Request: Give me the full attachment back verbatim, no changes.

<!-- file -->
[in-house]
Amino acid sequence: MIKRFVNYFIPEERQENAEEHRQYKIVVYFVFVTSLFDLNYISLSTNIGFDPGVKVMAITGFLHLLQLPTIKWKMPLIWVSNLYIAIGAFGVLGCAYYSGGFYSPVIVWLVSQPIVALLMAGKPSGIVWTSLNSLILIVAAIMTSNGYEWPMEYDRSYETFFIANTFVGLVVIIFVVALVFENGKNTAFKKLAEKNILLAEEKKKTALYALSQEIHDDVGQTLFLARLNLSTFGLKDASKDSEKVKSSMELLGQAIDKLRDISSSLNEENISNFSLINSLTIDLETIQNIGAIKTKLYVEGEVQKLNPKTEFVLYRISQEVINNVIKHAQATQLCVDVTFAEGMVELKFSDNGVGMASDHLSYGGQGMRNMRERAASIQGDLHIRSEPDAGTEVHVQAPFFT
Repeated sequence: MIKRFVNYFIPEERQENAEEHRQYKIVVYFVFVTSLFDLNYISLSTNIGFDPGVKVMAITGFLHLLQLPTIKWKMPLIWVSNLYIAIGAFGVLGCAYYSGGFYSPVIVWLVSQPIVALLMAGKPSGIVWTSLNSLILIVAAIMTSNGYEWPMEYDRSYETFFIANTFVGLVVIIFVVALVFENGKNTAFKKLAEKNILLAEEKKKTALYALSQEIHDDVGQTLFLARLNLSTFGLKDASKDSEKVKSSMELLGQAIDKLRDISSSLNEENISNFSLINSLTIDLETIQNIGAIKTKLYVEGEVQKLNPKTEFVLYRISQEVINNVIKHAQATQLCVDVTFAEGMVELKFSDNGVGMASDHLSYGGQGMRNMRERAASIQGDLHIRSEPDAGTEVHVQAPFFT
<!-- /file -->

[in-house]
Amino acid sequence: MIKRFVNYFIPEERQENAEEHRQYKIVVYFVFVTSLFDLNYISLSTNIGFDPGVKVMAITGFLHLLQLPTIKWKMPLIWVSNLYIAIGAFGVLGCAYYSGGFYSPVIVWLVSQPIVALLMAGKPSGIVWTSLNSLILIVAAIMTSNGYEWPMEYDRSYETFFIANTFVGLVVIIFVVALVFENGKNTAFKKLAEKNILLAEEKKKTALYALSQEIHDDVGQTLFLARLNLSTFGLKDASKDSEKVKSSMELLGQAIDKLRDISSSLNEENISNFSLINSLTIDLETIQNIGAIKTKLYVEGEVQKLNPKTEFVLYRISQEVINNVIKHAQATQLCVDVTFAEGMVELKFSDNGVGMASDHLSYGGQGMRNMRERAASIQGDLHIRSEPDAGTEVHVQAPFFT
Repeated sequence: MIKRFVNYFIPEERQENAEEHRQYKIVVYFVFVTSLFDLNYISLSTNIGFDPGVKVMAITGFLHLLQLPTIKWKMPLIWVSNLYIAIGAFGVLGCAYYSGGFYSPVIVWLVSQPIVALLMAGKPSGIVWTSLNSLILIVAAIMTSNGYEWPMEYDRSYETFFIANTFVGLVVIIFVVALVFENGKNTAFKKLAEKNILLAEEKKKTALYALSQEIHDDVGQTLFLARLNLSTFGLKDASKDSEKVKSSMELLGQAIDKLRDISSSLNEENISNFSLINSLTIDLETIQNIGAIKTKLYVEGEVQKLNPKTEFVLYRISQEVINNVIKHAQATQLCVDVTFAEGMVELKFSDNGVGMASDHLSYGGQGMRNMRERAASIQGDLHIRSEPDAGTEVHVQAPFFT